In How to Find Product-Market Fit, the Weebly CEO simply says "when we talked to customers we noted all the problems they talked about and completely ignored all the solutions they offered." If the customer starts solutioning, bring them back to the problem space. Ask "Why would that be a good solution? What problem does that solve for you?"
Keeping Asking "Why?" The question you should find yourself asking most often throughout the meeting is "Why?" Customers come up with a wish list of features or changes such as, “This button should be blue” and “I want to print with one click.” But that doesn’t give you insight into why they need that feature, or why it might (or might not) help other customers. Keep asking why till you understand the underlying problem that they are trying to solve.
Take Detailed Notes. Whatever the person is saying is like gold in that moment and you should take detailed notes. You won’t remember everything. You might not fully grasp what they are saying in the moment either, but you always want to go back and analyze it and have verbatim quotes rather than your own inferences.
Don't Assume. If you're not sure about something and it feels interesting or important, ask for confirmation. Assumptions are the enemy. Again, as an interviewer, it may feel uncomfortable to ask too many questions, especially clarifying questions that might reveal that you don't understand or aren't follow, but it's worth the risk to make sure you get to the bottom of what the interviewee is saying.
Follow the interviewee's passion. Questions are prepared in advance to ensure you always have your next question ready, and to ensure some consistency from one interview to the next. But you shouldn’t rigidly follow the questionnaire. If the customer seems disinterested in a topic and you understand why, move on. If the customer shows passion about something and it feels related to an urgent, pervasive problem, drill down further, even if it's not on your questionnaire. Passion can mean excitement or it can mean frustration and anger. We're looking for problems, after all. Passion might not show up in their words but rather in their tone of voice or body language, so pay attention to all the cues of where their passion lies.
There was a fantastic Netflix show called Mindhunter about a team of investigators who started interviewing serial killers for science back in the 60s. They realized that running through a dull questionnaire was not getting them the answers they needed, and their "ah-ha" moment was when they decided to deviate from the script and follow what their interviewees were interested in (your customers are, of course, not serial killers, but watch the show and you'll see how the analogy fits!)
To sum it up, here are the do's and don't of voice of the customer interviews that drive product-market fit:
VoC Customer Interview Do's:
VoC Customer Interview Don'ts:
5 Things To Do With All The Information You Collect From User Interviews
1. Clean up the detailed notes of each interview and send them to your closest stakeholders.
I would take the time to clean up the meeting notes, in detail, and then e-mail them to the stakeholders that find this most relevant (possibly: the product team, marketing team, certain execs). It takes time to clean up the notes but it is worth it to help you think through what you just learned, what was most important, as well as helping others get detailed insight so that they are seeing the same thing you are. It also serves as a great reference for later, even years later, when you can go back to the details of a specific interview. It also shows great initiative and marks you as a leader.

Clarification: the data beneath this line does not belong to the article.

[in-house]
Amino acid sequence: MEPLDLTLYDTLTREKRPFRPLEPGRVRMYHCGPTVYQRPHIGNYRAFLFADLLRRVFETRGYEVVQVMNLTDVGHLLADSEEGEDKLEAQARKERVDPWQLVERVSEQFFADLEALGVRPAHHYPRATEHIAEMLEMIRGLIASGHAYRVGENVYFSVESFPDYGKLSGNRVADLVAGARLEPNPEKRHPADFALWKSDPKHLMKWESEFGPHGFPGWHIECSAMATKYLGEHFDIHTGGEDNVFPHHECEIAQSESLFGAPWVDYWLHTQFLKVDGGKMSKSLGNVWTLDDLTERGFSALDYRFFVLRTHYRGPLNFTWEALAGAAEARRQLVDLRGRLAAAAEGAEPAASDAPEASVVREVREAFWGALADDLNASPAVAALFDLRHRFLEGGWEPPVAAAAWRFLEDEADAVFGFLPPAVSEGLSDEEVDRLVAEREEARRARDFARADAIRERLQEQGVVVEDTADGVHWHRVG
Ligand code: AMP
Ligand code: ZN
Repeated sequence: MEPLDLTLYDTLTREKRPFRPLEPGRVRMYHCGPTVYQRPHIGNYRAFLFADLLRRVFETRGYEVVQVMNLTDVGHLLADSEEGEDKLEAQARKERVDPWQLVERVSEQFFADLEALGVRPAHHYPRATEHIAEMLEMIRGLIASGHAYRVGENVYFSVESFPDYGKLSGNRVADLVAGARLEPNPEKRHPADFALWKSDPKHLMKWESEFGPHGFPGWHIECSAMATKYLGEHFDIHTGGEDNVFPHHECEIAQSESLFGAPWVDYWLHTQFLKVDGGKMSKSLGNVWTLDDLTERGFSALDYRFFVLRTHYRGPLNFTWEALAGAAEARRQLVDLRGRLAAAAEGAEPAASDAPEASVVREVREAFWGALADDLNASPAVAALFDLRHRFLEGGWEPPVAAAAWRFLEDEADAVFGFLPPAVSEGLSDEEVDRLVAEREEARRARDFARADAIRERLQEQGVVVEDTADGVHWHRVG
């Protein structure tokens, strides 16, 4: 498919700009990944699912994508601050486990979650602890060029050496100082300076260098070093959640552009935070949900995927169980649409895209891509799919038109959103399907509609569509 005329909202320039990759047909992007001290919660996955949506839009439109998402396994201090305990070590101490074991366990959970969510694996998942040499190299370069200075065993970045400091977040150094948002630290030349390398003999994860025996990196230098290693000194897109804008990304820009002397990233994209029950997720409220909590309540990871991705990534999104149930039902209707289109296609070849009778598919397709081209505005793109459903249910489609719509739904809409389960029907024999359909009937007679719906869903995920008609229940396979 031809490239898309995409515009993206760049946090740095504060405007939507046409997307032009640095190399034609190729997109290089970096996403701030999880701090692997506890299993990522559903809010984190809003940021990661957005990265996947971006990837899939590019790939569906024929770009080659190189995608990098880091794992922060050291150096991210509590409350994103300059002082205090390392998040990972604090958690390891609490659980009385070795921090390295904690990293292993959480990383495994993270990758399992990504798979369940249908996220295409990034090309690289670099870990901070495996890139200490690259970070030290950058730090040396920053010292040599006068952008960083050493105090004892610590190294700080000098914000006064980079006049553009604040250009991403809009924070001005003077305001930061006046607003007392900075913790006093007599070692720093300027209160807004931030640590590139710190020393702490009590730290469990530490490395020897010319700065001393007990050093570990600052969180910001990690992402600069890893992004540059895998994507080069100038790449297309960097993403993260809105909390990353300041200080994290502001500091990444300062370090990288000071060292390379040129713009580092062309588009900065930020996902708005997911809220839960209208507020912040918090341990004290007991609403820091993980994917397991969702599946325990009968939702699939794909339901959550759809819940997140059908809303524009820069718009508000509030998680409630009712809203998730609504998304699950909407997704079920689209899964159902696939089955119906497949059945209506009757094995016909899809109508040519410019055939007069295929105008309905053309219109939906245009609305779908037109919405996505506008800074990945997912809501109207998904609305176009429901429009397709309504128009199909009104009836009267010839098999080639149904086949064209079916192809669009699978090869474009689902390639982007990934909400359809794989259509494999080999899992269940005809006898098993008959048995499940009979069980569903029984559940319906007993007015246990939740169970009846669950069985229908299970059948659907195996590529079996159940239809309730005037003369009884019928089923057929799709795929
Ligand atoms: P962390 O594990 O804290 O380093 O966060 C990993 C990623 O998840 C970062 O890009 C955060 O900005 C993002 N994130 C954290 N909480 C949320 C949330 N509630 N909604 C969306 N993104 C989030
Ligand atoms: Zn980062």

2. Maintain a problem database
Remember you are surfacing problems, especially problems that are urgent, pervasive and that people would pay for. You or your whole team should be maintaining a database of these problems, which could simply be a spreadsheet in a google doc. It's not 1 entry per meeting, it's 1 entry per problem identified. Try to rank by urgency, pervasiveness, and willingness to pay, and more characteristics as well if relevant to your business, so that the top problems bubble up easily.
3. Present findings to leadership in a way that engages head and heart
After a solid round of customer interviews, you should feel kind of exhilarated. You learned so many new things, you see patterns and path forward. But your leadership hasn't seen any of this yet. They weren't there. Moreover, if you just repeat to them the facts, it may not be enough. They didn't "feel" what it was like when 5 out of 10 customers each had a passionate moment where they explained how important this one particular problem was to them. They weren't there.
I can't overstate how important it is to present findings to leadership in a way that helps them empathize with what you just learned. It truly has to be a summary that speaks to the head (intelligent, well summarized, supported by facts) and the heart (with customer quotes, photos, etc. whatever helps them feel the same customer pain points and same passion that you felt when you were live in the moment).
4. Get into the habit of constantly quoting interviews
Of course you can give a presentation and e-mail your findings, but you can't set it and forget it. You have to get into the habit of continually referencing the interviews you've done and the data you've brought back to the company. In a debate over a roadmap, cite that customer quote again to remind people why you've prioritized your roadmap a certain way. When evaluating marketing messaging, remind everyone that "the message is only going to stick if we say X, Y and Z, since 80% of users interviewed told us that was the most important thing!". Support everything you say with facts learned from the interviews.
5. Shape Your Strategy Based on Your Findings
At the end of the day, there are lots of ways of encapsulating user feedback into your plan. Personas "humanize" the voice of the customer. A roadmap communicates priorities that should be inline with what problems were most critical. A go-to-market plan should touch each key point surfaced from your learnings.
If you truly learned from customers, prospects and others in your target markets, via well-prepared and well-executed interviews, and shaped your strategy to the problems surfaced, you are on your way to executing with results.